Tuesday, February 28, 2017

EXCERPT from BOOK II, Bandita Bonita and Billy the Kid: The Scourge of New Mexico Chapter 11 / June 1879

EXCERPT from BOOK II, Bandita Bonita and Billy the Kid: The Scourge of New Mexico
             Chapter 11 /  June 1879

     We were about a day’s ride out from Vegas when Billy chose to put us up in a familiar, secreted cave he had found out about during one of his many tours through the territory before we’d met. As far as he knew the cave was concealed carefully enough so that he thought not many could know of the little cavern—if any knew of it at all. He told me that he had come to this conclusion based on the fact that whenever he had a use for it for the purpose of refuge it seemed to remain unexploited by others and was always as neatly intact as nature would have it, though, he explained, it had been a while since he had visited the earthen cavity. This would be our first campout along our way to Las Vegas as we had stayed at the Gerhardt Ranch on our first day out prior to staying in Puerto de Luna and Anton before arriving here.

         It was close to the rainy season, and so staying put inside of the cavern was a necessary condition for us should we find ourselves caught in a storm. The day had burned slow and was heated under a clouded, covered sky. Billy claimed that a storm was a real possibility, basing this, he said, on the friction he felt in the air.
         There was a natural enclosure positioned just below the cave which was surrounded by sturdy mountain rock outcroppings and boulders with a natural overhang where we could shelter the horses. This would provide them decent enough protection from any rain or should a flash flood manifest without warning—flash floods were always a source of concern out here; they were an easy and near unavoidable death if one were caught and exposed by a merciless desert downpour. Certainly, dangers abounded everywhere out west.
         The cave itself was set up high within the mountain, as was the cave in the hills of Patricio (where we had hidden out just before the 5-days-Battle in Lincoln), and it, too, had a precarious ridge one must climb to reach the earthen portico that spread wide before its mouth—the same swatch of land that created the overhang for the horses below. The cave was set back and nestled into the mountainside, and this particular cave boasted something of a fictile shaft made of rock inside that ran up through the mountain like a regular chimney which allowed for a fire to be lit beneath it, the shaft a flue that would suck the smoke right up and out, accommodating the terrene lodging in a way that made it cozy.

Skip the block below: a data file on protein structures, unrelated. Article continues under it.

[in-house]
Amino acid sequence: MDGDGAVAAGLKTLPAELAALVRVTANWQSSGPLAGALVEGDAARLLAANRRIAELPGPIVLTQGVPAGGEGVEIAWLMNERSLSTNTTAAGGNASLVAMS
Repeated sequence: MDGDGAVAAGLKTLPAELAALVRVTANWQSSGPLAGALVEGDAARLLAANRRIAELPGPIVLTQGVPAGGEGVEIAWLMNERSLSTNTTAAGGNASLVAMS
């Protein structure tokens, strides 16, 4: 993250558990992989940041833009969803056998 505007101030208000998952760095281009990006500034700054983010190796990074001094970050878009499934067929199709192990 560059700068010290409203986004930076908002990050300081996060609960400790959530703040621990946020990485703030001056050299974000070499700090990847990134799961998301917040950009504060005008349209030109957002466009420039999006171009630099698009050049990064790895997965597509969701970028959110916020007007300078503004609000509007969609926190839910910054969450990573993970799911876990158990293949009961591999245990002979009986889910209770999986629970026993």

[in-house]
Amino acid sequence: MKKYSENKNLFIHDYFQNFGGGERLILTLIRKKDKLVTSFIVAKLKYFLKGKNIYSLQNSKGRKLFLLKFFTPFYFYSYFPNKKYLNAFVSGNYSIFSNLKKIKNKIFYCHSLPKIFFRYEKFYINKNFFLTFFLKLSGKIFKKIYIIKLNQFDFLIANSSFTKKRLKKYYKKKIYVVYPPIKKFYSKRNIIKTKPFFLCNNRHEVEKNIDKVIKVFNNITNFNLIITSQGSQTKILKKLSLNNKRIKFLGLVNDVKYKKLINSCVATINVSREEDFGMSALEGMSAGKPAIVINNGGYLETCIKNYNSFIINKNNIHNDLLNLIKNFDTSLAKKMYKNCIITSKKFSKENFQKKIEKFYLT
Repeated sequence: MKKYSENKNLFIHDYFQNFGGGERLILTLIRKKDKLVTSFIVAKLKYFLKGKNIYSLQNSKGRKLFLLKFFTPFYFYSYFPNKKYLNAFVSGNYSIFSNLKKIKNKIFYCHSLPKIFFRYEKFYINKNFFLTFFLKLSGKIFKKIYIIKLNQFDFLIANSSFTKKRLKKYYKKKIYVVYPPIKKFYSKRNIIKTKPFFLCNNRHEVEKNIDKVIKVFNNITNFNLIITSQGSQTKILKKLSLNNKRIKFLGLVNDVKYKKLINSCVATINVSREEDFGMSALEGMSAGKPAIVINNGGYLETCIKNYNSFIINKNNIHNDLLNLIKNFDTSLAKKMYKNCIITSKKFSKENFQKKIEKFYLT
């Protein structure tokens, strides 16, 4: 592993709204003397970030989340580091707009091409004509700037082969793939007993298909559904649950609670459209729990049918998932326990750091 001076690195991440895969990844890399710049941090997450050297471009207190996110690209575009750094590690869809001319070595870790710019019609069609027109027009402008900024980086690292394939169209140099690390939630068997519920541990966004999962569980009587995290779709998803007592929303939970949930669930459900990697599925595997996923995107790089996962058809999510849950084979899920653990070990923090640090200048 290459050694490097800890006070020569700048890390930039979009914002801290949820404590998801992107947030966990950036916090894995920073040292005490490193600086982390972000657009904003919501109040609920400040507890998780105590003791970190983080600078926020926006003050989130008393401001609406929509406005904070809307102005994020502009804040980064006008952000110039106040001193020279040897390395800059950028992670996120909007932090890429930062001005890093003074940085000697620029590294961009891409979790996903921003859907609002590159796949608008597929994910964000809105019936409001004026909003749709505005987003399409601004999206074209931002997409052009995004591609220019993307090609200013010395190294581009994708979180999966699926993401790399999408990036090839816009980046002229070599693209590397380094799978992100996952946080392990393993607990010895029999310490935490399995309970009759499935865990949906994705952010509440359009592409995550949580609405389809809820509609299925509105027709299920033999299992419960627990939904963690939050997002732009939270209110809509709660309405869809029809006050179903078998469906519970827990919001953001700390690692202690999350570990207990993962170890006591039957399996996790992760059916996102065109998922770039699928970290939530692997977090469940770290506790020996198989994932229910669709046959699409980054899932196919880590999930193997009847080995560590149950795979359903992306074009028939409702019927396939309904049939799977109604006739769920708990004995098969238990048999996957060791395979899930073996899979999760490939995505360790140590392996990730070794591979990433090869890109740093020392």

We secured the horses and began our ascent of the hazardous, narrow ridge that hitched along the mountain up toward the cave’s portico, our backs sliding against the wall of dirt behind us, loosing earth and scree that fell and bounced on its way down. With his right hand he took my left, guiding me along the dangerous edge as he negotiated it. With his left hand he held his gun aloft.
         He dragged me as we climbed, causing us to sidle faster than I had expected along the slim berth of ground. He seemed anxious, wanting to reach our destination and get settled, his gun poised and at the ready, ears tuned to any sound that might come from up above; he was primed for misadventure.
         He stopped for a moment, listening. An emerging ray of sunlight glinted upon something on the ground and caught my eye. I lent myself toward it with my free hand, attempting to grasp the object that had seized my attention. Knees and body bent, I reached out. The hand that Billy held kept my left arm anchored upwards as I angled myself toward the item, making my movement awkward. As he began to move again and pull me along he nearly caused me to lose my balance, but I had managed to grab the shimmering object and correct myself nonetheless. It was a pretty locket, covered by a fine sheath of dust. I wiped at it with my thumb as he continued to pull me along.
         We were cresting the ridge and approaching the level ground that surrounded the cave—a gaping maw set back by an atrium of dirt and rock. Suddenly, the wind kicked up and Billy turned his nose away, disgusted.
         “Oh Jesus...” he sighed.
         I opened my mouth to ask what was wrong, but before I could speak I knew. A foul stench enveloped us both, causing us to hunker down into one another against the mountainside and cover our faces in desperation.
         “God. What is that?” I yowled.
         He only managed to say something incoherently and moan dreadfully into his hand.